DCM Shriram has a unique business model – with an equal part presence in the Agriculture as well as the Chemicals industry. 

The global agriculture sector is currently the largest contributor to nitrous oxide (N2O) and methane (CH4) emissions, and the Chemicals sector is also a key contributor to CO2 emissions as well as other GHGs. Both India and the world need to invest in these two sectors to transition to a cleaner and greener footprint. DCM Shriram is at the forefront of this green transformation of Agriculture and Chemicals.

DCM Shriram’s Farm Solutions and Hybrid Seeds businesses are leading India’s Precision Agriculture transformation. We invest heavily in developing and scaling new seed varieties – which are adverse climate resistant, and result in better productivity, contribute significantly to improved farmer incomes, and more importantly – need lesser utilisation of chemical fertilizers and crop protection products as well as  precious natural resources such as water.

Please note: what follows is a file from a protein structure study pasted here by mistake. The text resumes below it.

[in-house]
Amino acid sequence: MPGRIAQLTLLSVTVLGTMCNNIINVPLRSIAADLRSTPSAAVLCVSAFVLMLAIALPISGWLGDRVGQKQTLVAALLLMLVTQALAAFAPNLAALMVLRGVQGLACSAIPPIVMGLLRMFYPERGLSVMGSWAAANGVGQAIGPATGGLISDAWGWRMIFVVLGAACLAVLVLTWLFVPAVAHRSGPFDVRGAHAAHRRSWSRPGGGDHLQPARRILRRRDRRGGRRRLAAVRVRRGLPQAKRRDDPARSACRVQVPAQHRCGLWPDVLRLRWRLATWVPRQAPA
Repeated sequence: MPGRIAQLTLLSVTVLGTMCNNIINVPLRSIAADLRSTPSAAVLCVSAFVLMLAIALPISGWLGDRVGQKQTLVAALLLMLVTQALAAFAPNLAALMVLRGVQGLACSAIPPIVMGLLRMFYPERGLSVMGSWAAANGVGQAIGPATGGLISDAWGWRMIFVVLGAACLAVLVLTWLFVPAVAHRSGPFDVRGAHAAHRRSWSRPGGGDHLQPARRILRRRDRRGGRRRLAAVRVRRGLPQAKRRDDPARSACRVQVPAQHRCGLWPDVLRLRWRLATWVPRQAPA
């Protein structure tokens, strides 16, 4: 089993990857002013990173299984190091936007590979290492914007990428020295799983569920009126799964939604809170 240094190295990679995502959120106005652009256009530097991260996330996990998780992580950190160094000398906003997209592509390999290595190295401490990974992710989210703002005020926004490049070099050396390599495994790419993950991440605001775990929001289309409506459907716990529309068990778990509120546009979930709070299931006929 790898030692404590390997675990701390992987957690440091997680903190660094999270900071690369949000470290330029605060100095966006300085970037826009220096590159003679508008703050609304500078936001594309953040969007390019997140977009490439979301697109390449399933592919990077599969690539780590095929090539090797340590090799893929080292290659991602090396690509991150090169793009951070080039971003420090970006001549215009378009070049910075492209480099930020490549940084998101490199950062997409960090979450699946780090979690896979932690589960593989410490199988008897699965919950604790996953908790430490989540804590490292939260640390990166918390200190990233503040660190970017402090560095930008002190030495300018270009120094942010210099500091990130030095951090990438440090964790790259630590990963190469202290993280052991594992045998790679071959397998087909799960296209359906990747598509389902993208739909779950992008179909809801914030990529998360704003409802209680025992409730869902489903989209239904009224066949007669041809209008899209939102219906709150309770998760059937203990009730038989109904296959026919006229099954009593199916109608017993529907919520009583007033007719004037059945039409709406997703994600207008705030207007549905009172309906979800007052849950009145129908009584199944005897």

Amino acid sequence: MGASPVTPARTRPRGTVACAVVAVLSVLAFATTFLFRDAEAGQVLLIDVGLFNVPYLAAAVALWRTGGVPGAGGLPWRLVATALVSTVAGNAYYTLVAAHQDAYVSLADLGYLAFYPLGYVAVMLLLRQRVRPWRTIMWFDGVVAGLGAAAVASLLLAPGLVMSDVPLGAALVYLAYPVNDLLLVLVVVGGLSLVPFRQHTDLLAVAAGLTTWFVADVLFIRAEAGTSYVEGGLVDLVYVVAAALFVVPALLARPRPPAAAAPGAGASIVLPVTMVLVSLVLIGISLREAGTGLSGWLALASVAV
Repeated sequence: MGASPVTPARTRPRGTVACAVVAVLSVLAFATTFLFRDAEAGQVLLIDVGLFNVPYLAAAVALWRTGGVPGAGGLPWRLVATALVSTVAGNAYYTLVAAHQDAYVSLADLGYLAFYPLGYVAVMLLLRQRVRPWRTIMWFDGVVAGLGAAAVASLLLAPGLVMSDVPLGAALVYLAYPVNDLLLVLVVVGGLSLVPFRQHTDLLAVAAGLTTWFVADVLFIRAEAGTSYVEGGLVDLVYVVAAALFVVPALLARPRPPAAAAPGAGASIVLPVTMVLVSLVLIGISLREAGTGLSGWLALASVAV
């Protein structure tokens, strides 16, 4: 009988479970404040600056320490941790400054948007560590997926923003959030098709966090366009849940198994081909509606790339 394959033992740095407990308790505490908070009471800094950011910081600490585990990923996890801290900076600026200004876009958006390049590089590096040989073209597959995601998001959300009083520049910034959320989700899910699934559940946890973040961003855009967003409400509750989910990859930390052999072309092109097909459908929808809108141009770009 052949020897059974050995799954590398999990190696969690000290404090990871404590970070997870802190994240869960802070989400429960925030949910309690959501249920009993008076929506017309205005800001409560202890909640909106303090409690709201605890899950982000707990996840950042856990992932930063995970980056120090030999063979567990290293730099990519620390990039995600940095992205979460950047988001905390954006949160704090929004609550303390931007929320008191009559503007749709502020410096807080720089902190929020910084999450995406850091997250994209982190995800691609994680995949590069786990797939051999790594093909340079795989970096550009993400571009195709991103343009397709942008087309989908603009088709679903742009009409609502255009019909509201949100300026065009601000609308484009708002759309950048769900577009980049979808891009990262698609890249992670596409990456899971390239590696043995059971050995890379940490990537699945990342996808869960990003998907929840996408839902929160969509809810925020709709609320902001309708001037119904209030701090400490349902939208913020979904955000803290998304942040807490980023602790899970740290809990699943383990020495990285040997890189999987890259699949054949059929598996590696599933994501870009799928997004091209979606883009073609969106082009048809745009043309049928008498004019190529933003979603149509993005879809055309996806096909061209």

Further, our company has a strong connect with farmers and therefore adopting sustainable agricultural practices is a key focus area. We also work closely with sugarcane growers in collaboration with International Finance Corporation (IFC) and Solidaridad, to promote Good Agricultural Practices, with emphasis on water conservation. Adoption of these practices has helped us save approximately 300 billion litres of water in the last two years under the ‘Meetha Sona’ project, covering 2,250 villages and 225,000 sugarcane farmers, in Central UP.   

The other important pillars of our approach are to manage energy and GHG emissions efficiently. These include, but not limited to: 

Investments in allied chemicals opportunity with greener feedstock

Increasing the capacity of captive power produced from biomass and waste heat

Investing in energy-efficient technologies 

Transportation of bulk materials by rail 

Recycling of materials and by-products to reduce feedstock consumption

Building a culture of circular economy.

Reporting our GHG performance and communicating with our stakeholders

As we move ahead in our journey, the push towards these initiatives will deepen, and more strategies will be added to ensure comprehensive and sustainable growth.